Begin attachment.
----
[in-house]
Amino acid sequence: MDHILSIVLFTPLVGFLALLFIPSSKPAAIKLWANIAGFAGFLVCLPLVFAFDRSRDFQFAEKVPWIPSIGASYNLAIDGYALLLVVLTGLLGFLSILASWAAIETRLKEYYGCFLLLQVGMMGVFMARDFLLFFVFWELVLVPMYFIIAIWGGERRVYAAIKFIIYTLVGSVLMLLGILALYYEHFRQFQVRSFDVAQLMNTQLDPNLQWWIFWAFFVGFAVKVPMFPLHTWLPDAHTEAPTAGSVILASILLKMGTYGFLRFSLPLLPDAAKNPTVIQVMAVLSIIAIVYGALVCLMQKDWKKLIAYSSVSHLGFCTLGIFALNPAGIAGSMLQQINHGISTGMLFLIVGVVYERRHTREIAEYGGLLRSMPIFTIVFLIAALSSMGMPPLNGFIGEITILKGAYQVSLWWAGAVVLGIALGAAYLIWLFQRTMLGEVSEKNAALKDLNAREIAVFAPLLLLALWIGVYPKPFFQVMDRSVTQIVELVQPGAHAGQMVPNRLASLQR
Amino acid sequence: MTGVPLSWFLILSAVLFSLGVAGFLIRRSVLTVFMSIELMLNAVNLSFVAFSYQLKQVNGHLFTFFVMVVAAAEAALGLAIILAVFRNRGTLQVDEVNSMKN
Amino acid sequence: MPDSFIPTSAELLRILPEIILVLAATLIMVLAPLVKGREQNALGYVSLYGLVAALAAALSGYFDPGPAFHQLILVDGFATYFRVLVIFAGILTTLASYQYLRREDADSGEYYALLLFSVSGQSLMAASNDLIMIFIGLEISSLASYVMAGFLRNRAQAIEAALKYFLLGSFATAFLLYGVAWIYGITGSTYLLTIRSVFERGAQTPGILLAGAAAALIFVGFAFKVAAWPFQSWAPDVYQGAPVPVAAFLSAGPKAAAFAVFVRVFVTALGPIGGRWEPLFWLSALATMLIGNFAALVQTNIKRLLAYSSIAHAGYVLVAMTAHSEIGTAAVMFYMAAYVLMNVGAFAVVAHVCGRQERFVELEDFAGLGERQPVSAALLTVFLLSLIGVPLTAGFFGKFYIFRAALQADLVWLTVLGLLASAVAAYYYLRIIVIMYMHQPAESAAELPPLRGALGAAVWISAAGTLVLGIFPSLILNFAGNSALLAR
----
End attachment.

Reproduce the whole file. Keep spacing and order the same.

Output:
[in-house]
Amino acid sequence: MDHILSIVLFTPLVGFLALLFIPSSKPAAIKLWANIAGFAGFLVCLPLVFAFDRSRDFQFAEKVPWIPSIGASYNLAIDGYALLLVVLTGLLGFLSILASWAAIETRLKEYYGCFLLLQVGMMGVFMARDFLLFFVFWELVLVPMYFIIAIWGGERRVYAAIKFIIYTLVGSVLMLLGILALYYEHFRQFQVRSFDVAQLMNTQLDPNLQWWIFWAFFVGFAVKVPMFPLHTWLPDAHTEAPTAGSVILASILLKMGTYGFLRFSLPLLPDAAKNPTVIQVMAVLSIIAIVYGALVCLMQKDWKKLIAYSSVSHLGFCTLGIFALNPAGIAGSMLQQINHGISTGMLFLIVGVVYERRHTREIAEYGGLLRSMPIFTIVFLIAALSSMGMPPLNGFIGEITILKGAYQVSLWWAGAVVLGIALGAAYLIWLFQRTMLGEVSEKNAALKDLNAREIAVFAPLLLLALWIGVYPKPFFQVMDRSVTQIVELVQPGAHAGQMVPNRLASLQR
Amino acid sequence: MTGVPLSWFLILSAVLFSLGVAGFLIRRSVLTVFMSIELMLNAVNLSFVAFSYQLKQVNGHLFTFFVMVVAAAEAALGLAIILAVFRNRGTLQVDEVNSMKN
Amino acid sequence: MPDSFIPTSAELLRILPEIILVLAATLIMVLAPLVKGREQNALGYVSLYGLVAALAAALSGYFDPGPAFHQLILVDGFATYFRVLVIFAGILTTLASYQYLRREDADSGEYYALLLFSVSGQSLMAASNDLIMIFIGLEISSLASYVMAGFLRNRAQAIEAALKYFLLGSFATAFLLYGVAWIYGITGSTYLLTIRSVFERGAQTPGILLAGAAAALIFVGFAFKVAAWPFQSWAPDVYQGAPVPVAAFLSAGPKAAAFAVFVRVFVTALGPIGGRWEPLFWLSALATMLIGNFAALVQTNIKRLLAYSSIAHAGYVLVAMTAHSEIGTAAVMFYMAAYVLMNVGAFAVVAHVCGRQERFVELEDFAGLGERQPVSAALLTVFLLSLIGVPLTAGFFGKFYIFRAALQADLVWLTVLGLLASAVAAYYYLRIIVIMYMHQPAESAAELPPLRGALGAAVWISAAGTLVLGIFPSLILNFAGNSALLAR